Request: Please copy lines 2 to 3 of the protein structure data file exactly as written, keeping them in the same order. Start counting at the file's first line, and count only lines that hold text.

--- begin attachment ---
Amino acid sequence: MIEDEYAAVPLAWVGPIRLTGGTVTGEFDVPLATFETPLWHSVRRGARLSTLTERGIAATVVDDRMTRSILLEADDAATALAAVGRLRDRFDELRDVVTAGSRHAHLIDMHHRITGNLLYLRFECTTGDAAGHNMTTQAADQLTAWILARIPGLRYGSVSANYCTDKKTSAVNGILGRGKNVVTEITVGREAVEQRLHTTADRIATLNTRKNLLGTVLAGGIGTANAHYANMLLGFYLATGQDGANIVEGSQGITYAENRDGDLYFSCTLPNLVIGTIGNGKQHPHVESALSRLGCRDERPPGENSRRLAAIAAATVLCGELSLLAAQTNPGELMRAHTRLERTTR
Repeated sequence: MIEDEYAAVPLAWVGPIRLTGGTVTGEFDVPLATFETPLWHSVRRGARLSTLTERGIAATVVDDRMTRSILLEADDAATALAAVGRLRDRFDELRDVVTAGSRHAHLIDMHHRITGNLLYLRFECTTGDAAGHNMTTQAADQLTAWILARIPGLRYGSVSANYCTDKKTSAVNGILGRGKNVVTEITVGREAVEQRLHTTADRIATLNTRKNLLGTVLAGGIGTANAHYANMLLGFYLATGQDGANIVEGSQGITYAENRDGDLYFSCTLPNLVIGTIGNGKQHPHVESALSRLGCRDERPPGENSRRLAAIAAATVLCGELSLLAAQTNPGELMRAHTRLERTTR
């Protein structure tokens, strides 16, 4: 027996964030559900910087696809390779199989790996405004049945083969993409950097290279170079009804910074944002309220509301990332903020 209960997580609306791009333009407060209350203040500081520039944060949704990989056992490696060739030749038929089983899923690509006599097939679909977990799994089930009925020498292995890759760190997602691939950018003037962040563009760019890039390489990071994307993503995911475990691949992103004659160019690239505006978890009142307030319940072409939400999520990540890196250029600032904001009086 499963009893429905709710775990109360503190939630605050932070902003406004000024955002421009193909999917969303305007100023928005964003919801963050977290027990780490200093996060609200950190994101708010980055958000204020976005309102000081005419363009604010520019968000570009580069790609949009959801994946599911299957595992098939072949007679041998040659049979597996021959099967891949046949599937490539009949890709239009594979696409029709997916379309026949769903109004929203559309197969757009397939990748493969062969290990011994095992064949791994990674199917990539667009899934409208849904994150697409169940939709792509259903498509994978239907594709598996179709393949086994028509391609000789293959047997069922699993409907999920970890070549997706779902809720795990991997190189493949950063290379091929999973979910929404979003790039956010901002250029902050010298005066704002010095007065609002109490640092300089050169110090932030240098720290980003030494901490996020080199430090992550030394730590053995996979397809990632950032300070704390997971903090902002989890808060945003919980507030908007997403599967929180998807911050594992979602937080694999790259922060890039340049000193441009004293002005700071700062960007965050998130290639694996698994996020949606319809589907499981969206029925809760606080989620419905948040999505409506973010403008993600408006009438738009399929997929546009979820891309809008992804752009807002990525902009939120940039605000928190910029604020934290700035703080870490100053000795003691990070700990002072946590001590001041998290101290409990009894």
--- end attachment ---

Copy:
Repeated sequence: MIEDEYAAVPLAWVGPIRLTGGTVTGEFDVPLATFETPLWHSVRRGARLSTLTERGIAATVVDDRMTRSILLEADDAATALAAVGRLRDRFDELRDVVTAGSRHAHLIDMHHRITGNLLYLRFECTTGDAAGHNMTTQAADQLTAWILARIPGLRYGSVSANYCTDKKTSAVNGILGRGKNVVTEITVGREAVEQRLHTTADRIATLNTRKNLLGTVLAGGIGTANAHYANMLLGFYLATGQDGANIVEGSQGITYAENRDGDLYFSCTLPNLVIGTIGNGKQHPHVESALSRLGCRDERPPGENSRRLAAIAAATVLCGELSLLAAQTNPGELMRAHTRLERTTR
């Protein structure tokens, strides 16, 4: 027996964030559900910087696809390779199989790996405004049945083969993409950097290279170079009804910074944002309220509301990332903020 209960997580609306791009333009407060209350203040500081520039944060949704990989056992490696060739030749038929089983899923690509006599097939679909977990799994089930009925020498292995890759760190997602691939950018003037962040563009760019890039390489990071994307993503995911475990691949992103004659160019690239505006978890009142307030319940072409939400999520990540890196250029600032904001009086 499963009893429905709710775990109360503190939630605050932070902003406004000024955002421009193909999917969303305007100023928005964003919801963050977290027990780490200093996060609200950190994101708010980055958000204020976005309102000081005419363009604010520019968000570009580069790609949009959801994946599911299957595992098939072949007679041998040659049979597996021959099967891949046949599937490539009949890709239009594979696409029709997916379309026949769903109004929203559309197969757009397939990748493969062969290990011994095992064949791994990674199917990539667009899934409208849904994150697409169940939709792509259903498509994978239907594709598996179709393949086994028509391609000789293959047997069922699993409907999920970890070549997706779902809720795990991997190189493949950063290379091929999973979910929404979003790039956010901002250029902050010298005066704002010095007065609002109490640092300089050169110090932030240098720290980003030494901490996020080199430090992550030394730590053995996979397809990632950032300070704390997971903090902002989890808060945003919980507030908007997403599967929180998807911050594992979602937080694999790259922060890039340049000193441009004293002005700071700062960007965050998130290639694996698994996020949606319809589907499981969206029925809760606080989620419905948040999505409506973010403008993600408006009438738009399929997929546009979820891309809008992804752009807002990525902009939120940039605000928190910029604020934290700035703080870490100053000795003691990070700990002072946590001590001041998290101290409990009894």